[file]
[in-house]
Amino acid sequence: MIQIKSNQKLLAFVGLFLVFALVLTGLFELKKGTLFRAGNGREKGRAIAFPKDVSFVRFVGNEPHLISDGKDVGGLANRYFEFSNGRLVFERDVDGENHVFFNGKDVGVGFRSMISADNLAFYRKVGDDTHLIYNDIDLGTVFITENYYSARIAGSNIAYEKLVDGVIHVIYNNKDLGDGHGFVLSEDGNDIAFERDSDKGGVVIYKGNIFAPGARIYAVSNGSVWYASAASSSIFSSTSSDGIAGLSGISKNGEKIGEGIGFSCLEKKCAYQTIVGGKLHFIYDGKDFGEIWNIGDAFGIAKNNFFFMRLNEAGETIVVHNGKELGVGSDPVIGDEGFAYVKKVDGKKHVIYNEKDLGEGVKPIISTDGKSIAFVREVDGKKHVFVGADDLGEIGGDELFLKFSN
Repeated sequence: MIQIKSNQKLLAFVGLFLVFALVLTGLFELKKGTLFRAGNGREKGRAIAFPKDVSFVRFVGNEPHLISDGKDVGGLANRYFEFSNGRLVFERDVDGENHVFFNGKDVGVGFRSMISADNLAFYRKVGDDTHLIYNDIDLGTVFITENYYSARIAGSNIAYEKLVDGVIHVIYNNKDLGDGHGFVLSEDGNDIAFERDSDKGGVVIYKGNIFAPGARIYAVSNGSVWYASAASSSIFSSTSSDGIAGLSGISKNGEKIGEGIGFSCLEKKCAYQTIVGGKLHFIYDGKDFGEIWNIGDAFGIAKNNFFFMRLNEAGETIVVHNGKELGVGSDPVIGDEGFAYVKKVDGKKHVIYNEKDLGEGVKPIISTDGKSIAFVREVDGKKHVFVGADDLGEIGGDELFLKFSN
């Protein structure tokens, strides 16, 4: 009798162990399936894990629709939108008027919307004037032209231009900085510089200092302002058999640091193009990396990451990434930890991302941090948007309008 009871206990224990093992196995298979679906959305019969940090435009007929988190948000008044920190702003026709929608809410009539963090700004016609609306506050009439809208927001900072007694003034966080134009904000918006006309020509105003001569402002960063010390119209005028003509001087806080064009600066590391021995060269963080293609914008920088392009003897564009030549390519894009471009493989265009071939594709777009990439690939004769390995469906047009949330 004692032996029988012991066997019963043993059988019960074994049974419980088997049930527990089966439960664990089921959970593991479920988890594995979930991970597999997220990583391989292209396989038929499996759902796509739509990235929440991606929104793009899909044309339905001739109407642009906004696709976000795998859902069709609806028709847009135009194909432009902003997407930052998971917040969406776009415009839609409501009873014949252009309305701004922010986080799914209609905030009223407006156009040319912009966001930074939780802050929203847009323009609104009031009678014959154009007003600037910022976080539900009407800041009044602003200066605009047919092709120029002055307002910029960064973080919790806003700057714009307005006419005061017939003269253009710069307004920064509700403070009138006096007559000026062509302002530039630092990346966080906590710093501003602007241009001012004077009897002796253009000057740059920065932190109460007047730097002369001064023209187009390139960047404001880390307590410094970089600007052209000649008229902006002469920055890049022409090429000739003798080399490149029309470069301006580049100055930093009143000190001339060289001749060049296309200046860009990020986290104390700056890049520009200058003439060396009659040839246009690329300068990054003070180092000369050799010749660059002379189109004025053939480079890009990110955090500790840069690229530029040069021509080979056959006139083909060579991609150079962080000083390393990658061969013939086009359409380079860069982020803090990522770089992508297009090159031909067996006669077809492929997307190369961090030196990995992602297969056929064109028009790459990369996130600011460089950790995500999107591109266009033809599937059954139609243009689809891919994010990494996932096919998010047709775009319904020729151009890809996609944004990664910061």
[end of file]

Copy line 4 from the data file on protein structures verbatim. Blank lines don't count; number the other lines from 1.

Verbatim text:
């Protein structure tokens, strides 16, 4: 009798162990399936894990629709939108008027919307004037032209231009900085510089200092302002058999640091193009990396990451990434930890991302941090948007309008 009871206990224990093992196995298979679906959305019969940090435009007929988190948000008044920190702003026709929608809410009539963090700004016609609306506050009439809208927001900072007694003034966080134009904000918006006309020509105003001569402002960063010390119209005028003509001087806080064009600066590391021995060269963080293609914008920088392009003897564009030549390519894009471009493989265009071939594709777009990439690939004769390995469906047009949330 004692032996029988012991066997019963043993059988019960074994049974419980088997049930527990089966439960664990089921959970593991479920988890594995979930991970597999997220990583391989292209396989038929499996759902796509739509990235929440991606929104793009899909044309339905001739109407642009906004696709976000795998859902069709609806028709847009135009194909432009902003997407930052998971917040969406776009415009839609409501009873014949252009309305701004922010986080799914209609905030009223407006156009040319912009966001930074939780802050929203847009323009609104009031009678014959154009007003600037910022976080539900009407800041009044602003200066605009047919092709120029002055307002910029960064973080919790806003700057714009307005006419005061017939003269253009710069307004920064509700403070009138006096007559000026062509302002530039630092990346966080906590710093501003602007241009001012004077009897002796253009000057740059920065932190109460007047730097002369001064023209187009390139960047404001880390307590410094970089600007052209000649008229902006002469920055890049022409090429000739003798080399490149029309470069301006580049100055930093009143000190001339060289001749060049296309200046860009990020986290104390700056890049520009200058003439060396009659040839246009690329300068990054003070180092000369050799010749660059002379189109004025053939480079890009990110955090500790840069690229530029040069021509080979056959006139083909060579991609150079962080000083390393990658061969013939086009359409380079860069982020803090990522770089992508297009090159031909067996006669077809492929997307190369961090030196990995992602297969056929064109028009790459990369996130600011460089950790995500999107591109266009033809599937059954139609243009689809891919994010990494996932096919998010047709775009319904020729151009890809996609944004990664910061």